I wish more Priests weren’t afraid of hurting people’s feelings and tell them the truth about the reality of hell.

    God bless
    Catherine

  4. Centristian says:

    In te Domine speravi; non confundar in aeternum.

  5. Dr. Eric says:

    I have question that some of our Eastern Christian commenters could tackle. Fr. Z just posted that hell is separation from God. I know that there are many Eastern Christians (Catholic and Orthodox) who take the view of Isaac the Syrian who held the theory that the just and the wicked all feel the same all consuming Fire of God but that the just feel it as warmth and the wicked are punished by it. In essence there is no separation from God, ever.

    http://www.google.com/search?q=isaac+the+syrian%2Bhell&ie=utf-8&oe=utf-8&aq=t&rls=org.mozilla:en-US:official&client=firefox-a

    It also appears that Isaac the Syrian held the theory that everyone will be saved .

    http://www.insidethevatican.com/newsflash/2008/newsflash-apr8-08.htm

  6. Centristian says:

    “It also appears that Isaac the Syrian held the theory that everyone will be saved .”

    Oh. Well I take back the ‘non confundar in aeternum’ in that case.

  7. The idea of eventual universal salvation was definitely around in the early Church (St Gregory of Nyssa held it, and St Augustine – while sharply disputing it – says it was common in his day), but I believe it, or at least the particular form which held that souls in hell could repent and be restored to heaven, was condemned by some council. (Though I cannot find which one — it doesn’t seem to be 2nd Constantinople as sometimes stated…)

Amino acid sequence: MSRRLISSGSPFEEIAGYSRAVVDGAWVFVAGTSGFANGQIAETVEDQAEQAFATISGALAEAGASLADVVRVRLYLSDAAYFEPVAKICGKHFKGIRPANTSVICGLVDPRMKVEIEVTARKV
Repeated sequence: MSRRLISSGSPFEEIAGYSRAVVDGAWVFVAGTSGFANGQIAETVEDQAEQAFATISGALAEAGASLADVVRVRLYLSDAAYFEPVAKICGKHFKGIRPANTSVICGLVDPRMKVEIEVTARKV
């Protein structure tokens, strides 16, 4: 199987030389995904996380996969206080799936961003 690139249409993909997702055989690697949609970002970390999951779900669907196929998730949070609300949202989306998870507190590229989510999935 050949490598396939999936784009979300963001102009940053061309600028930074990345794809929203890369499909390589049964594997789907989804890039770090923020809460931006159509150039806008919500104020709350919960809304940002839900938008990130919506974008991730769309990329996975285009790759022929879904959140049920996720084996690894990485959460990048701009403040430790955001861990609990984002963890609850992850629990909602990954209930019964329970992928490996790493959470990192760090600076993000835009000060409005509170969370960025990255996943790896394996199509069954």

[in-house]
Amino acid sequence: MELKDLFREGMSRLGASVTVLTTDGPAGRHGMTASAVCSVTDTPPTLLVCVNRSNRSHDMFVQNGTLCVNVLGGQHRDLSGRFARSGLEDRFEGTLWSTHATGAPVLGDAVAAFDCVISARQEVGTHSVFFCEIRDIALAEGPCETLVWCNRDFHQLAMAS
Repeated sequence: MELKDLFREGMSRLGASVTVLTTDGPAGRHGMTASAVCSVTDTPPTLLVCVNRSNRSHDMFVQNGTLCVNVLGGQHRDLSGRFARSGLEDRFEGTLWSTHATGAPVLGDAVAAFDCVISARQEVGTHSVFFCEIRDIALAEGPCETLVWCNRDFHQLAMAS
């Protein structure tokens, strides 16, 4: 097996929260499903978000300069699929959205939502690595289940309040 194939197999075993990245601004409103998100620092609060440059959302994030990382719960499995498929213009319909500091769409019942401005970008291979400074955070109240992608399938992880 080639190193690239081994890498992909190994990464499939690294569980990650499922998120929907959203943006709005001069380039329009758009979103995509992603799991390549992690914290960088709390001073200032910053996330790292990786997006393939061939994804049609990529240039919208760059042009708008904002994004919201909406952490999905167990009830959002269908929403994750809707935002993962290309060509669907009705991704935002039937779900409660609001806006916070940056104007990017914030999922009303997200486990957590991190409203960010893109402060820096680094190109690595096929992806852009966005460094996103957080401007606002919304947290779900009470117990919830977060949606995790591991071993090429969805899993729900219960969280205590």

8. Daniel Latinus says:

    I’ve said both the prayer before Communion and the Anima Christi, in Latin, over and over again for years, and have never noticed this. I’ll have to pay closer attention next time I go to Mass.

  9. Venerator Sti Lot says:

    I am just rereading Dante’s Comedy (in translation) and am wondering how characteristic (or not) his treatment of Limbo is. It would seem that what the virtuous pagans (notably including Saladin, Avicenna and Averroes: canto 4) and the unbaptized offspring of Christians suffer is exactly and (so to put it) simply a distinct separation from God, neither enjoying the Beatific Vision nor undergoing purgatorial preparation to do so.

    Obviously a very different situation from that of any Baptized person who could pray “a te numquam separari permittas”, and yet a being forever sustained in what is in some sense a knowable and known “separation”.

  10. St. Gregory of Nyssa said that his elder sister St. Macrina the Younger taught the fire/God’s love thing, but she held that God’s love burned away all that was not like God. (Which takes care of Heaven/Purgatory and “saved as though through fire”.) If you were wicked enough, you would burn completely away, and that was Hell.

    St. Macrina the Younger died in 379. Isaac the Syrian was three or four centuries later, and didn’t teach about robots as a proof of God like Macrina did, either. Advantage: Macrina.